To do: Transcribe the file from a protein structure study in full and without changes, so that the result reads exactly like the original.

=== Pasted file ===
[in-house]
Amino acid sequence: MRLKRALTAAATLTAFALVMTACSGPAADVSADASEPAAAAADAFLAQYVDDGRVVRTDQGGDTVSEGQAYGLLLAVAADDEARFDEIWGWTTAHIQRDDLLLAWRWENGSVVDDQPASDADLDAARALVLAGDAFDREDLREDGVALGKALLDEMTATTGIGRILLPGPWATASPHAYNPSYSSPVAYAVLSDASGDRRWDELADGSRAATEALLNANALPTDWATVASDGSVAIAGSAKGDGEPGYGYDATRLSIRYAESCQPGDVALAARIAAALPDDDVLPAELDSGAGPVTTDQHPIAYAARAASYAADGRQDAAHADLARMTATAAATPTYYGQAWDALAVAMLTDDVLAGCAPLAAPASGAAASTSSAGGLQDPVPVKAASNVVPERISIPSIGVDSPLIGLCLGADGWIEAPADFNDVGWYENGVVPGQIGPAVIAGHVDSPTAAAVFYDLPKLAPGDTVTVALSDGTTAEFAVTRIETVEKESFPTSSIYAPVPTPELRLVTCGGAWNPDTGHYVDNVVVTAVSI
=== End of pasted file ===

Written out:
[in-house]
Amino acid sequence: MRLKRALTAAATLTAFALVMTACSGPAADVSADASEPAAAAADAFLAQYVDDGRVVRTDQGGDTVSEGQAYGLLLAVAADDEARFDEIWGWTTAHIQRDDLLLAWRWENGSVVDDQPASDADLDAARALVLAGDAFDREDLREDGVALGKALLDEMTATTGIGRILLPGPWATASPHAYNPSYSSPVAYAVLSDASGDRRWDELADGSRAATEALLNANALPTDWATVASDGSVAIAGSAKGDGEPGYGYDATRLSIRYAESCQPGDVALAARIAAALPDDDVLPAELDSGAGPVTTDQHPIAYAARAASYAADGRQDAAHADLARMTATAAATPTYYGQAWDALAVAMLTDDVLAGCAPLAAPASGAAASTSSAGGLQDPVPVKAASNVVPERISIPSIGVDSPLIGLCLGADGWIEAPADFNDVGWYENGVVPGQIGPAVIAGHVDSPTAAAVFYDLPKLAPGDTVTVALSDGTTAEFAVTRIETVEKESFPTSSIYAPVPTPELRLVTCGGAWNPDTGHYVDNVVVTAVSI